The connection between The Perks of Being a Wallflower and teenagers

Tatum Brennan, Health Editor

The Perks of Being a Wallflower is a coming-of-age movie that depicts mental health, friendships, and trauma realistically and authentically. All the components that make up this flawless movie include soundtrack, theme, characters, director work, lighting, and more. 

A fifteen-year-old boy who is just starting high school, Charlie, is what we call a “wallflower.” He hides in the shadows while watching everyone live life without him. This movie appears to look like any other teen movie with stereotypical tropes and bland characters, but the viewer is slowly introduced to the characters and their complex backstories. 

Charlie meets two new friends along his high-school journey, Sam and Patrick. They are step-siblings who take Charlie under their wing and introduce him to the world of high school. Despite being very different from him, Sam and Patrick somehow find a way to make him comfortable in his skin. Charlie is a very relatable character in many aspects, like how he wants and needs to be validated by others. He is not the only character that shares this dream. Mary-Elizabeth, Charlie’s girlfriend, is displayed as the stereotypical goth girl trope. After I watched the movie several times, Mary-Elizabeth became my favorite character. She forgives people easily and truly cares about people. I find her very relatable – many teenagers today don’t like to hold grudges.

Something that makes this film so unique is its effect on the viewers. It leaves you sitting back and thinking about life, its meaning, the people around you, and especially yourself. Stephan Chbosky, the author of the book, also directs the movie. This was an excellent choice – no one knows the characters better than the creator. Chbosky knew what would best suit the characters’ actions and visuals.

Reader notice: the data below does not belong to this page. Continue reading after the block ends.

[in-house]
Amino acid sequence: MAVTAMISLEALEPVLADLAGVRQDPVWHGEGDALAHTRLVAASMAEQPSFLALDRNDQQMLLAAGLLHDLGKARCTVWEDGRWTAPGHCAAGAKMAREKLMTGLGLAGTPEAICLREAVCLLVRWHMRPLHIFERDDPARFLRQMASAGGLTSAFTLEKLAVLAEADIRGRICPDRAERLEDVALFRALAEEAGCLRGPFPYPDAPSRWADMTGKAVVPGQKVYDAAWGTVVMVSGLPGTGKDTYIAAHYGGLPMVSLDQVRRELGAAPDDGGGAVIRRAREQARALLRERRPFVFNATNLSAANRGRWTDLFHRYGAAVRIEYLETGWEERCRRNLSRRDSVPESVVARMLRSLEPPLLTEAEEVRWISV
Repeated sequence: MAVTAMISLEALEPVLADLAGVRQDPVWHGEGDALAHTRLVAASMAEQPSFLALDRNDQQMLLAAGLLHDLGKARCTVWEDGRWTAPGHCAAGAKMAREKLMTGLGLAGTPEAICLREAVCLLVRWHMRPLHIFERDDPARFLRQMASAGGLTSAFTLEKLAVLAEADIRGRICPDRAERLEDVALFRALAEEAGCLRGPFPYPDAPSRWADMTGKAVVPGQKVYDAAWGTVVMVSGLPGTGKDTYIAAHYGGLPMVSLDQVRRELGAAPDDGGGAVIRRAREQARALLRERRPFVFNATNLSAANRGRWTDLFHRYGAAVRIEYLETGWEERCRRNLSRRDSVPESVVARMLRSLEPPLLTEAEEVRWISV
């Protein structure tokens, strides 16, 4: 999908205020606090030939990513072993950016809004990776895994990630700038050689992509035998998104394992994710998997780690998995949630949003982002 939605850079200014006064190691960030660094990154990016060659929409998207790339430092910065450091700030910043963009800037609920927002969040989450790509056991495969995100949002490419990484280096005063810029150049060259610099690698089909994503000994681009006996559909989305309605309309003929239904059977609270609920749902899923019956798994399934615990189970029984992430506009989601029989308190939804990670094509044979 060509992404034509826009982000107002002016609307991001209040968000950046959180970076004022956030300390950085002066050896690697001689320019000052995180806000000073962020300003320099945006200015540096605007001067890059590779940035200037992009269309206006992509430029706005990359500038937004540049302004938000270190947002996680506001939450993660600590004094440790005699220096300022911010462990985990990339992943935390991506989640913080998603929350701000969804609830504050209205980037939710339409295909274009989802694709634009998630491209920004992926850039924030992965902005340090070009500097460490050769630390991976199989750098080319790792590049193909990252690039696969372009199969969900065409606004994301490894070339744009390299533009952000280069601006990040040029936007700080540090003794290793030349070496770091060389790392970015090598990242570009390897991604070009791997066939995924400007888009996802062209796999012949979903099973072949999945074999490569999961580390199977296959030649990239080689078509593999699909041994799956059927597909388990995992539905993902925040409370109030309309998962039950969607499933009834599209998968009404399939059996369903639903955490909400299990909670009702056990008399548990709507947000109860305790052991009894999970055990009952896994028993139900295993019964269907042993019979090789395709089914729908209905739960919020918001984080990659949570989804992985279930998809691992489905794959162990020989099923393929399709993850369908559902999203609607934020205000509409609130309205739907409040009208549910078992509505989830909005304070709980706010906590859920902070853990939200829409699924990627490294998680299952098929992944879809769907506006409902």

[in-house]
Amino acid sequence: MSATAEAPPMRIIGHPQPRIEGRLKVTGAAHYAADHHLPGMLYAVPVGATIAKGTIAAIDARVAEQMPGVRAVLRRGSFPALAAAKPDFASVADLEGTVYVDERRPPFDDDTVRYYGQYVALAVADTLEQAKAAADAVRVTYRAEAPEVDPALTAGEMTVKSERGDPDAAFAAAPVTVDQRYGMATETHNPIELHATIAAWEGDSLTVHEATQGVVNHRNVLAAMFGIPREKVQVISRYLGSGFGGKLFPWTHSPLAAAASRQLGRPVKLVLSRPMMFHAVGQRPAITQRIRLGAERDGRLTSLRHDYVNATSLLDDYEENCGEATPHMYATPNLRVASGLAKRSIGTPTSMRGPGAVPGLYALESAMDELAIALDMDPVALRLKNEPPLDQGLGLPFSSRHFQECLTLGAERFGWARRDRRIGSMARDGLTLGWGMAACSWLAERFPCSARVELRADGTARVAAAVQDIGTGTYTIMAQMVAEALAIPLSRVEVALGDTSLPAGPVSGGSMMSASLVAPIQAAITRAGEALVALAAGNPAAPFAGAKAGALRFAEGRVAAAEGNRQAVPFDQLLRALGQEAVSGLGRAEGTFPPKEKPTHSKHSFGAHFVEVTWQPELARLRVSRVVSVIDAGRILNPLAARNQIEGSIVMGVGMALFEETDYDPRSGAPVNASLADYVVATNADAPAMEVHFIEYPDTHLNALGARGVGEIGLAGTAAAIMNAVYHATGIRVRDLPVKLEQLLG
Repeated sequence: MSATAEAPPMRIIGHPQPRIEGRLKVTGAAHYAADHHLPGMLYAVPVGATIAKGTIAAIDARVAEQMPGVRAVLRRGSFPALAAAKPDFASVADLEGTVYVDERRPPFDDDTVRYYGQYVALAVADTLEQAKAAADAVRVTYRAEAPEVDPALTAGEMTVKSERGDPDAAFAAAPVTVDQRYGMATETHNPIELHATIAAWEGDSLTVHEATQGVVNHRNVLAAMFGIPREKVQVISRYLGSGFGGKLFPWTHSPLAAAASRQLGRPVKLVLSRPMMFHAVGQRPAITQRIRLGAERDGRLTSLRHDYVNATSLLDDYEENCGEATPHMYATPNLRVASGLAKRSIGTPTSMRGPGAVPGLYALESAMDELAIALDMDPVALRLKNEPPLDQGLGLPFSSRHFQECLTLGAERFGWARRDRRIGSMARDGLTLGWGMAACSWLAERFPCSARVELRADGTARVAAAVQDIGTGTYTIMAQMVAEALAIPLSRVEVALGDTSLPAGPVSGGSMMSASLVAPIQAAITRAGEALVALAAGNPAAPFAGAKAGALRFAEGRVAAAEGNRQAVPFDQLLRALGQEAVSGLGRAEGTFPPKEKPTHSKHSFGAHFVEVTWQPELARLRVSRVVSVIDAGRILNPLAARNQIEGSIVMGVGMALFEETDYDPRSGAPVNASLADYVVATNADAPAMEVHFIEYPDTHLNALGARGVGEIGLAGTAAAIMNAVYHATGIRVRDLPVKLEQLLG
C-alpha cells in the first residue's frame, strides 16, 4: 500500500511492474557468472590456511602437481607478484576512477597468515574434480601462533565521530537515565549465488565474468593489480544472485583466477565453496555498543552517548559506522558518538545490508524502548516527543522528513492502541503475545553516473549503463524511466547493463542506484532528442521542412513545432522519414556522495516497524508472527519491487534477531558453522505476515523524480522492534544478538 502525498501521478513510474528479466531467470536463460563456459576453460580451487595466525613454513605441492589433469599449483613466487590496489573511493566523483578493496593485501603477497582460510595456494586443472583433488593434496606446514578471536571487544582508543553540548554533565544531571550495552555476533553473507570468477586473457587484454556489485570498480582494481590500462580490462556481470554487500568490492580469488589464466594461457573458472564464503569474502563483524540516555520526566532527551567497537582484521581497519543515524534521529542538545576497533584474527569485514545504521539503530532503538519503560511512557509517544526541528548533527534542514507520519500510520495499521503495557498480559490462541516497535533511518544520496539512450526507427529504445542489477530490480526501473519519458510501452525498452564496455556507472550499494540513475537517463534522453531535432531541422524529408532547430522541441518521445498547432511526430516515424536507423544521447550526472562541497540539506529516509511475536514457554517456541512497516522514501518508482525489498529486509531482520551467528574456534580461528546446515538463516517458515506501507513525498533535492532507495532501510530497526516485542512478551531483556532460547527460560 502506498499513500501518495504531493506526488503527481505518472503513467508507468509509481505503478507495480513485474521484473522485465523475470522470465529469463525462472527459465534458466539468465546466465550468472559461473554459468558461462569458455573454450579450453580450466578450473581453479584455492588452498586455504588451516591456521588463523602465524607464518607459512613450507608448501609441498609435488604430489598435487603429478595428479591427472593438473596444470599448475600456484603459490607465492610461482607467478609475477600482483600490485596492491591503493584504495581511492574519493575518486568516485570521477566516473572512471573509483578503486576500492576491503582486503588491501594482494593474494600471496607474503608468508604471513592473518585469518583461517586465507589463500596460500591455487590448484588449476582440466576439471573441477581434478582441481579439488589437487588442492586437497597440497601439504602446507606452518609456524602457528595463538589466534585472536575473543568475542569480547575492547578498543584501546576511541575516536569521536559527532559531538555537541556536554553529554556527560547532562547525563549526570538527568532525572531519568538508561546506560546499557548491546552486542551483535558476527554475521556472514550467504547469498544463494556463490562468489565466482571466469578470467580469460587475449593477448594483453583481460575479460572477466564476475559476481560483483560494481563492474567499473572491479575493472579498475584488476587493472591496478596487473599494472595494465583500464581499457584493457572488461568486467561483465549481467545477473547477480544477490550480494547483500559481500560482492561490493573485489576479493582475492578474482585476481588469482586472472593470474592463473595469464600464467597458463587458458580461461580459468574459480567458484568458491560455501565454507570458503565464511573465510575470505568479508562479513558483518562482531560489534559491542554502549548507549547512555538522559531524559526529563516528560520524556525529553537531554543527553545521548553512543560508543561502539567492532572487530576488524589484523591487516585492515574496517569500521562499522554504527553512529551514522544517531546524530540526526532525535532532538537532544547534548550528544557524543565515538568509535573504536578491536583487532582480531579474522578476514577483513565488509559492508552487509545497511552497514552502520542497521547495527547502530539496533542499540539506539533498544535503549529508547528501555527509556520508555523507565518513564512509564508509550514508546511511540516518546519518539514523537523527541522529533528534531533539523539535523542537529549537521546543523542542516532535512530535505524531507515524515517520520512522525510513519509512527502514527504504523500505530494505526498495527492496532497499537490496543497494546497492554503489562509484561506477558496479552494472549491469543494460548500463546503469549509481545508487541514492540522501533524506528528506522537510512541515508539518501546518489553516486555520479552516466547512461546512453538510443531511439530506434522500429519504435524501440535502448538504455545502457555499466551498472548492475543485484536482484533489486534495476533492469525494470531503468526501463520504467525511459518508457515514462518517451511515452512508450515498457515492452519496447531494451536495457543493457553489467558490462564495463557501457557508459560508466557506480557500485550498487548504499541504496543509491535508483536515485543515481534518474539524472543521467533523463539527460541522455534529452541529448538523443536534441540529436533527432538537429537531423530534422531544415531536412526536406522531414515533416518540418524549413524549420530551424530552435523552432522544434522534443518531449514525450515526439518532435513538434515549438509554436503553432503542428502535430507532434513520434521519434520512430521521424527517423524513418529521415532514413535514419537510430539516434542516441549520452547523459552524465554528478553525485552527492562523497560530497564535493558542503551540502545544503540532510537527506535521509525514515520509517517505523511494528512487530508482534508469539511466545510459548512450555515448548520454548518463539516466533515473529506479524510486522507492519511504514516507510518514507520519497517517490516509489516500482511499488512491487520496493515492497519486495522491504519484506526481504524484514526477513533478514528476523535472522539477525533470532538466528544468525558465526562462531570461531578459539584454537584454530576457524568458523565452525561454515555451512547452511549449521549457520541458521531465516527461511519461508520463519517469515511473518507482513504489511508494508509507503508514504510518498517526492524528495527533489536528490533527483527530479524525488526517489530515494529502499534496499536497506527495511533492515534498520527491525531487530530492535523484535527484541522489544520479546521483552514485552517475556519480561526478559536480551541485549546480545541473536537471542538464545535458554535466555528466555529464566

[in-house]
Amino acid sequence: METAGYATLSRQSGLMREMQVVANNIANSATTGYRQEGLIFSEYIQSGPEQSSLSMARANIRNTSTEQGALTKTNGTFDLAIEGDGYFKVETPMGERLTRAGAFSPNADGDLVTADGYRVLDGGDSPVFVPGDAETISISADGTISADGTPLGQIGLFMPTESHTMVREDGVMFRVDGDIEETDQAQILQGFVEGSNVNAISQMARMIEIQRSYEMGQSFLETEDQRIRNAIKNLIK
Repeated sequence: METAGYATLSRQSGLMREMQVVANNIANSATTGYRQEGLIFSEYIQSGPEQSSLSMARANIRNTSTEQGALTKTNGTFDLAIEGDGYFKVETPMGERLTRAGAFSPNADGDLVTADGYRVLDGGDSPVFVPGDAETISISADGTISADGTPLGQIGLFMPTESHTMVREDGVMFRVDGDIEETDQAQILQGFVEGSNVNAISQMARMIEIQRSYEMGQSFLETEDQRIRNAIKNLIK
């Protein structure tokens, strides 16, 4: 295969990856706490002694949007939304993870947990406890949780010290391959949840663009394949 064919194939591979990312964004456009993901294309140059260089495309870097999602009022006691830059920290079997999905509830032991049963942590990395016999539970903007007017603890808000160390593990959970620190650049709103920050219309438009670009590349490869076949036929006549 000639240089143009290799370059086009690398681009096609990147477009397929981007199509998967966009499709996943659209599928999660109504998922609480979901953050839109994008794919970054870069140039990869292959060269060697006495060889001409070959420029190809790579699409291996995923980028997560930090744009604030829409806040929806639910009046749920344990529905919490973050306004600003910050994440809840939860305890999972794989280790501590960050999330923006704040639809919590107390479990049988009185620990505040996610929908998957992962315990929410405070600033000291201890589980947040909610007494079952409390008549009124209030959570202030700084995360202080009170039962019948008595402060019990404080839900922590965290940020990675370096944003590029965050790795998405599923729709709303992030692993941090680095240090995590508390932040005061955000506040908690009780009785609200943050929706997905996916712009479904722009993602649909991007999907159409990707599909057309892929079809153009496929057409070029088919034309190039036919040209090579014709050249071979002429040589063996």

The visual effects and the set were appropriate to the time and made the movie come to life. The film takes place in the 90s, so allowing the camera quality to be very grainy was a smart choice. Many scenes couldn’t encapsulate and portray the characters’ emotions properly without a blurring effect, like Charlie’s flashbacks to Aunt Helen and their history. 

Throughout the movie, it is heavily implied that Aunt Helen abused Charlie somehow. The viewer only figures this part of Charlie out after after his breakdown. The pacing makes sense. It doesn’t feel too slow or too fast. 

When discussing this film, only a few appreciate how excellent the soundtrack is. Some songs that deserve to be highlighted include “Heroes” by David Bowie and “Asleep” by The Smiths. Both pieces hold significance to the storyline. “Asleep” is known as Charlie’s favorite song and is repeatedly mentioned, and “Heroes” is the song that bonds Patrick, Sam, and Charlie together in a scene towards the end of the movie. 

I highly recommend this movie to anyone above the age of 12. The movie’s content can be challenging to understand if you aren’t of a certain maturity level. It takes a lot of thought to fully process the film and its meaning. There are also several scenes depicting underage drinking, suicide, and references to sexual assault. 

This movie is meant for the quiet kid you and others might not know very well. They might have a lot of built-up trauma due to home life issues, and that’s why they don’t speak out. That kid has so much to offer in a friendship, but no one gives them a chance. Everyone can somehow relate to Charlie, Sam, Patrick, Mary-Elizabeth, or Charlie’s sister Candace. There is something for everyone. 

The quote, “And in that moment, I swear we were infinite,” resonates so much with me. It represents joy and freedom flying away before your eyes. I want to bring the central theme of this movie back to high-school students. We all want a sense of belonging. No one wants to feel like a burden to themselves and others. The feeling of “infinity” means whatever you want it to mean. Chobosky intentionally did this for that reason – infinity goes on forever and ever. Friendships can also last forever and ever. With good friendships comes a good life.